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Najjar v. Daleh

November 29, 2011

NAJJAR
v.
DALEH



Name of Assigned Judge Blanche M. Manning Sitting Judge if Other or Magistrate Judge than Assigned Judge

CASE TITLE

DOCKET ENTRY TEXT:

The defendants' motion in limine no. 9 is denied.

#[ For further details see text below.]

STATEMENT

On December 17, 2007, Pierre Najjar loaned $675,000 to Gus Dahleh, an officer of Mortgage Direct Company, for use in Mortgage Direct's business. In connection with that loan, Gus Dahleh signed a promissory note for $750,000 payable to Mr. Najjar and gave Mr. Najjar a check in the amount of $750,000 dated January 17, 2008, the date the promissory note was due. After January 17, 2008, Mr. Najjar presented the check to the bank and discovered that Gus Dahleh's account was closed.

Sam Dahleh (Gus' brother) subsequently signed a personal guaranty dated August 10, 2009, relating to the loan to Mortgage Direct. In the guaranty, Sam Daleh acknowledged that his "brother, Gus Daleh, and the company Mortgage Direct Company, owe Najjar $750,000 based on a December 17, 2007, Promissory Note that has matured." Sam Daleh also promised to unconditionally guarantee payment of that debt, plus interest and attorneys' fees, in one year. At the end of the document, Sam Daleh signed on two lines, one labeled "Sam Daleh, Individually" and the other labeled "Sam Daleh, as CEO and President of Mortgage Direct Company." Underneath the signature block, Sam Daleh wrote in:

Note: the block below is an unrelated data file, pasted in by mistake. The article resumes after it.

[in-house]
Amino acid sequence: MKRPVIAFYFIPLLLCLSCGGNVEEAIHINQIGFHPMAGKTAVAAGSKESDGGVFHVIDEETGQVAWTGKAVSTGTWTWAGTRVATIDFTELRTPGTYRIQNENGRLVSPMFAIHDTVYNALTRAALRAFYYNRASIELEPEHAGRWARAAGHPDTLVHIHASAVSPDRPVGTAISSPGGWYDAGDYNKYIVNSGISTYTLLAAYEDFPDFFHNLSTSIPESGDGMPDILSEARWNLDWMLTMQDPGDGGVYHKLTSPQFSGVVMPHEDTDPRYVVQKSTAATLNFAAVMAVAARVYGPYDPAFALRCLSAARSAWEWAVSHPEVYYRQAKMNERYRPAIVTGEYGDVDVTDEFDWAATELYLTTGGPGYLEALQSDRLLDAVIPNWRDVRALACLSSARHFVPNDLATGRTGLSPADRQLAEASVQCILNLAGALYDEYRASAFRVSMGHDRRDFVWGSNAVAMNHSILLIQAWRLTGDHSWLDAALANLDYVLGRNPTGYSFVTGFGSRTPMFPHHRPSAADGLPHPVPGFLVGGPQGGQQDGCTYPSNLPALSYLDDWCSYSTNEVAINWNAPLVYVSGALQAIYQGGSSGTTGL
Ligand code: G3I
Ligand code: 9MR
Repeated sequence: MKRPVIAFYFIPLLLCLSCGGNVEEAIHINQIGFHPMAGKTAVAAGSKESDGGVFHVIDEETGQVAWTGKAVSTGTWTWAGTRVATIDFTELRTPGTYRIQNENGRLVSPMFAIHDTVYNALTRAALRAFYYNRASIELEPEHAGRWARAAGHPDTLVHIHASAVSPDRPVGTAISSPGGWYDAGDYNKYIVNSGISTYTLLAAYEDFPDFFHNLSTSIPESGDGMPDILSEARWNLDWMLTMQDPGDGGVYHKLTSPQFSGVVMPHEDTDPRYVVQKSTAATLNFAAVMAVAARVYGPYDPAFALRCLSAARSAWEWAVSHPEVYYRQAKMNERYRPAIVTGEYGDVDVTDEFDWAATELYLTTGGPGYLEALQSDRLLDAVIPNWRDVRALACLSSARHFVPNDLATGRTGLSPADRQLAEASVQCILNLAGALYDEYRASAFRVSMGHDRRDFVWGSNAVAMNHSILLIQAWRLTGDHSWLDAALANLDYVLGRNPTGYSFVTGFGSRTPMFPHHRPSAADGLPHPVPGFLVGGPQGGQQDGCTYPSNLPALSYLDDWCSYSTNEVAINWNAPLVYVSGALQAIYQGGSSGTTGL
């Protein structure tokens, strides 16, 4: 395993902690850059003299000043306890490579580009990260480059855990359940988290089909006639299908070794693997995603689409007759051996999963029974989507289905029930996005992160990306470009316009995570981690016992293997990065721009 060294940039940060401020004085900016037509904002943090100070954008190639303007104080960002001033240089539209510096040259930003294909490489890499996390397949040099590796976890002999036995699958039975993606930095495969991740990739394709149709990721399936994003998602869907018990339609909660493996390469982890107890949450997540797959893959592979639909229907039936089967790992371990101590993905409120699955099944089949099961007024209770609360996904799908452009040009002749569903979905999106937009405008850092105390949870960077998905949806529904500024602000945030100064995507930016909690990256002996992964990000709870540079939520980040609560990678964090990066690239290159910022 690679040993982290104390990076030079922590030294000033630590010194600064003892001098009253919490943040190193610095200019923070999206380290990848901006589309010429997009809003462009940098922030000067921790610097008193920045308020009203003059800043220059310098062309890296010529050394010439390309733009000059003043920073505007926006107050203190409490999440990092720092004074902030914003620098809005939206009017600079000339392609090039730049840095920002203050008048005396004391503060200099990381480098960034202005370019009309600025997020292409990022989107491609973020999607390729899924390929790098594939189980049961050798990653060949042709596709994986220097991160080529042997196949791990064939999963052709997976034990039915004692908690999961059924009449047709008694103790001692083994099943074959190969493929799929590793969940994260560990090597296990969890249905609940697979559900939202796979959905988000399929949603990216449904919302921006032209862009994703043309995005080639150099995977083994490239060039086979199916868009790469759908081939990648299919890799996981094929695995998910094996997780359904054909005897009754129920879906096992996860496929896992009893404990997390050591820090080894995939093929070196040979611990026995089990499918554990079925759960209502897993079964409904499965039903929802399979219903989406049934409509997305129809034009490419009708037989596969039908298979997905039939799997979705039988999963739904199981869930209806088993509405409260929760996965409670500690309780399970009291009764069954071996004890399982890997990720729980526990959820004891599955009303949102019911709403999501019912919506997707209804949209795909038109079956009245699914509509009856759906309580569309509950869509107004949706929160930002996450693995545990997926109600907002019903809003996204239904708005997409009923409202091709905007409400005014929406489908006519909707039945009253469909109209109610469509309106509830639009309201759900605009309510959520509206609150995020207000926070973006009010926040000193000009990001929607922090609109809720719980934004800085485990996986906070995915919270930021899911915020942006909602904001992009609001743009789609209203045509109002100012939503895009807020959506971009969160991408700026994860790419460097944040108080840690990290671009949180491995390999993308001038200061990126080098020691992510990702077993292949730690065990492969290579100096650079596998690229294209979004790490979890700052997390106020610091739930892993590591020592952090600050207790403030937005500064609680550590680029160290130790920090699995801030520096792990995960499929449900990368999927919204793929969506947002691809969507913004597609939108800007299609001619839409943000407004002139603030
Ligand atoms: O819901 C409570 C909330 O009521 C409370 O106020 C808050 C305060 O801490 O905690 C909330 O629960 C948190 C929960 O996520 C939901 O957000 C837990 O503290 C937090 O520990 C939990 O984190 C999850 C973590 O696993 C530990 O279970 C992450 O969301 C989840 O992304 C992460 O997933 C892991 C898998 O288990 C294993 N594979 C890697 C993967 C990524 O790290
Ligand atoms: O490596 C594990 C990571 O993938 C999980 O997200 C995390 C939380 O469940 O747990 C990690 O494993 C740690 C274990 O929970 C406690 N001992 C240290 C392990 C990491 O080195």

*Note* This is not final agreement. We (Sam, Gus Pierre attorney's [sic] will work out changes by 08/11/09. I (Sam Daleh) signing as guarantor for the money owed to Pierre Najjar.

Sam Daleh then printed and signed his name under the handwritten addition and added the date of August 8, 2009. The parties agree that Sam Daleh made some payments by and through Mortgage Direct to Mr. Najjar.

In the defendants' motion in limine no. 9 (the court previously ruled on motions 1-8), the defendants seek to exclude the personal guaranty that was conditionally signed by Gus Daleh pursuant to Fed. R. Evid. 408. That rule is entitled "Compromise and Offers to Compromise" and distinguishes between the prohibited and permissible use of evidence relating to settlement negotiations as follows:

(a) Prohibited uses-Evidence of the following is not admissible on behalf of any party, when offered to prove liability for, invalidity of, or amount of a claim that was disputed as to validity or mount, or to impeach through a prior inconsistent statement or contradiction:

(1) furnishing or offering or promising to furnish-or accepting or offering or promising to accept-a valuable consideration in compromising or attempting to compromise the claim; and

(2) conduct or statements made in compromise negotiations regarding the claim, except when offered in a criminal case and the negotiations related to a claim by a public office or agency in the exercise of regulatory, investigative, or enforcement authority.

(b) Permitted uses-This rule does not require exclusion if the evidence is offered for purposes not ...


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